The phrases “Tell him he’s dreamin’”, “That’s going straight to the pool room”, “How’s the serenity?” and “It’s the vibe” have become Aussie staples. These now-classic quotes all come from The Castle – voted the best Australian film ever in a recent poll.
The Castle was released in Australia 25 years go. It charmed the socks off us on its release, and its reputation and influence as the quintessential Australian film have grown since.
Centred on an ordinary working-class family, the Kerrigans, the film tells of their legal fight against greedy developers and the government when their house and land are threatened by plans to extend an airport runway.
When his neighbours’ properties are also targeted, Darryl Kerrigan, the father, organises a protest committee. It hires perhaps the most inept suburban solicitor, Dennis Denuto (Tiriel Mora), to dispute the case in court – and fails. Dennis’s main defence is that
It’s the constitution. It’s Mabo. It’s justice. It’s law. It’s the vibe … no, that’s it, it’s the vibe.
Reputedly filmed over 11 days on a very small budget, it stars mostly television actors, or those who were at that time just emerging, such as Michael Caton, Anne Tenney, Stephen Curry, Eric Bana and Wayne Hope. It’s true the production values are ordinary at best and the visuals are uninspiring, but who cares? This all adds to the feeling of the familiar and very real world of the Kerrigans.
The best parts of the film are the characters, the exploration of family and, most importantly, the naive and gentle humour expressed through the characters’ dialogue.
The film is full of dad jokes that you just know Darryl tells over and over. From telling opposing lawyers to “suffer in their jocks”, or saying every cheap knick-knack they find is “going straight to the pool-room”, the humour is comprised of bad puns, repetitive gags and parochial sayings.
Darryl’s repetitive, good-natured bits, such as being amazed at every dinner that his wife makes, regardless of whether it’s just rissoles or chicken, is clearly meant to be humorous – but we don’t laugh at the Kerrigans, we laugh with them.
This is because the humour is all expressed through their glass half full view of the world. All the Kerrigans have this eternal positivity and optimism. After losing the court case and facing eviction, they look for the good in it. Most people would be happy not to live next to a busy airport but Dale Kerrigan only sees the benefits: “It will be very convenient if we ever have to fly one day.”
Straight to the pool room
The Kerrigan values are similar to those of many working-class Australians: anti-authoritarianism, the Aussie battler ethos, a sense of political antipathy, and a belief in common sense and that natural justice will prevail. This is why this film has endured over so many years – Australians recognise themselves in the characters.
The Kerrigans are just ordinary people who find delight in their ordinariness. Darryl works the tow-truck, they have little money, their house is built on a landfill site and their eldest son is in prison. They go on holiday – not to Bali or Hawaii, but to Bonnie Doon, a little country town with a small lake and a shack that Darryl built among towering electricity pylons. A place many people would run a mile from.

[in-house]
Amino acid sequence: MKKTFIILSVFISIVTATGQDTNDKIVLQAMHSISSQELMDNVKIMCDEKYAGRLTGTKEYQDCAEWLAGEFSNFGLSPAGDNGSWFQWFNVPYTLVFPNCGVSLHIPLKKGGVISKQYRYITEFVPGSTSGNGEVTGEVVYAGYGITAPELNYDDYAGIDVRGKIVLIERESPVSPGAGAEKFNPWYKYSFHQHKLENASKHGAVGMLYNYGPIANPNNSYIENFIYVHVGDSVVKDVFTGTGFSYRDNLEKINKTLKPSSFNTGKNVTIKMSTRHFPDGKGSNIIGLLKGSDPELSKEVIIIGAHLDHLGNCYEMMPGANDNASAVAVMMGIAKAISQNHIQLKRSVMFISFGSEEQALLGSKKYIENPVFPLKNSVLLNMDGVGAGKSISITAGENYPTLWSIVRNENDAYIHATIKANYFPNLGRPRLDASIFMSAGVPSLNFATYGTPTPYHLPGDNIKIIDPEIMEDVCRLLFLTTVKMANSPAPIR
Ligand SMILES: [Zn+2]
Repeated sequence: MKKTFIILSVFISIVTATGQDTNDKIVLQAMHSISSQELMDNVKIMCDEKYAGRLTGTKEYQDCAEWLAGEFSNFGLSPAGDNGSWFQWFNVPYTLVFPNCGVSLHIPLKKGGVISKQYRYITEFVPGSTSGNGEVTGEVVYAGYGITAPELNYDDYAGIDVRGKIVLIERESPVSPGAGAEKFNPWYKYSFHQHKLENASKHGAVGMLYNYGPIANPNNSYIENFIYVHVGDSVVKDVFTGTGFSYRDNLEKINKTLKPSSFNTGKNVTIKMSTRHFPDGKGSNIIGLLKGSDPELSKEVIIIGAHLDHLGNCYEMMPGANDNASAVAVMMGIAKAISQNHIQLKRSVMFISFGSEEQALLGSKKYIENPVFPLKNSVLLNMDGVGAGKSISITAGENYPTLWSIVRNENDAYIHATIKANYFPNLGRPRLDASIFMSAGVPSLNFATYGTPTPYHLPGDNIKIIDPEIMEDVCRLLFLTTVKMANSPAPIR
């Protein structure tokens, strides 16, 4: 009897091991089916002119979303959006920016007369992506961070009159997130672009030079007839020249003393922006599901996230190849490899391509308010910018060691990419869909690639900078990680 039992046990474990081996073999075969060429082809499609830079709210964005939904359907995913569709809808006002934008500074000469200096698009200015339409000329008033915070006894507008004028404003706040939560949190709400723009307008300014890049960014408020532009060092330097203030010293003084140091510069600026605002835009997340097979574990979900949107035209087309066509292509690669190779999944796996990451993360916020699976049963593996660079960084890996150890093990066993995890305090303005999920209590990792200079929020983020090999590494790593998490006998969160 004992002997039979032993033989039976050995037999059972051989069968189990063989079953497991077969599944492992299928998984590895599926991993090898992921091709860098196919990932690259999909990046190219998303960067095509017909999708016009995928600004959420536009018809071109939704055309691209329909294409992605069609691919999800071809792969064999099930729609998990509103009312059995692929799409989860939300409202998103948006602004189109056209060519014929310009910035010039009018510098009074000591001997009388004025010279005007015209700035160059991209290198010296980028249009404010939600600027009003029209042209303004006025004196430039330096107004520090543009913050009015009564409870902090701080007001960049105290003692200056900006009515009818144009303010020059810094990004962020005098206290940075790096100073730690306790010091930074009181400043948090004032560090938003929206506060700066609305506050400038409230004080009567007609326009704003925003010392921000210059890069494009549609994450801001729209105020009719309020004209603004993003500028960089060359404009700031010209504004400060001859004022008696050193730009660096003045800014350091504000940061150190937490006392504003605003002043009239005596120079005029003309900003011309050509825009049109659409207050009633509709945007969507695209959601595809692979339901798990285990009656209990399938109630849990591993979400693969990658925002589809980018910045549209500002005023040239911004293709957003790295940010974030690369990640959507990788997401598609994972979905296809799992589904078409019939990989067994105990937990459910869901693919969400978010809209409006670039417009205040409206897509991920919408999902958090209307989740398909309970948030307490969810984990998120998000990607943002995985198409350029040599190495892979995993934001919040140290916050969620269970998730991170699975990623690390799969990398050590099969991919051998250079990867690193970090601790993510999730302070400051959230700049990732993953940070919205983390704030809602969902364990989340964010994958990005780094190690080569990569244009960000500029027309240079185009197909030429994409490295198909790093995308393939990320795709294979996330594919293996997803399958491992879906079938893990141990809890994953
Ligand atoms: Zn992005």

Again, the family don’t see this as a negative. As Dale says wisely: “Dad, he reckons power-lines are a reminder of man’s ability to generate electricity.”
The Castle embraces an A Current Affair mentality – that someone, somewhere in business or in government is always trying to rip off the honest little guy. Darryl Kerrigan represents all the honest, hard-working Australian battlers who have been done over by forces greater than them. We all want to see the tables turned and the little guy win – this is why underdog stories such as this are so popular.
Dale has dug a hole
But The Castle goes beyond such simple classifications. The events portrayed are just a sideline to the family dynamics – the bond of family and community in every situation, good and bad, is paramount to the film.
Every Kerrigan supports each other and celebrates their achievements no matter how small, such as the pride they have in Dale having dug a hole. Even if the Kerrigans aren’t like your family, you secretly wish they were.
How deeply embedded the characters and dialogue are in the Australian psyche can be demonstrated is one anecdote. The real Bonnie Doon was listed for sale in 2011. The estate agent was inundated with people calling asking for the price. When told, they universally replied, “Tell him he’s dreamin’.”
Daryl Sparkes is a senior lecturer (Media Studies and Production) at the University of Southern Queensland. He is also a writer/director/producer of documentaries, children’s TV shows and series for 7, 9, ABC, SBS and Foxtel. This article is republished from The Conversation under a Creative Commons licence. Read the original article.
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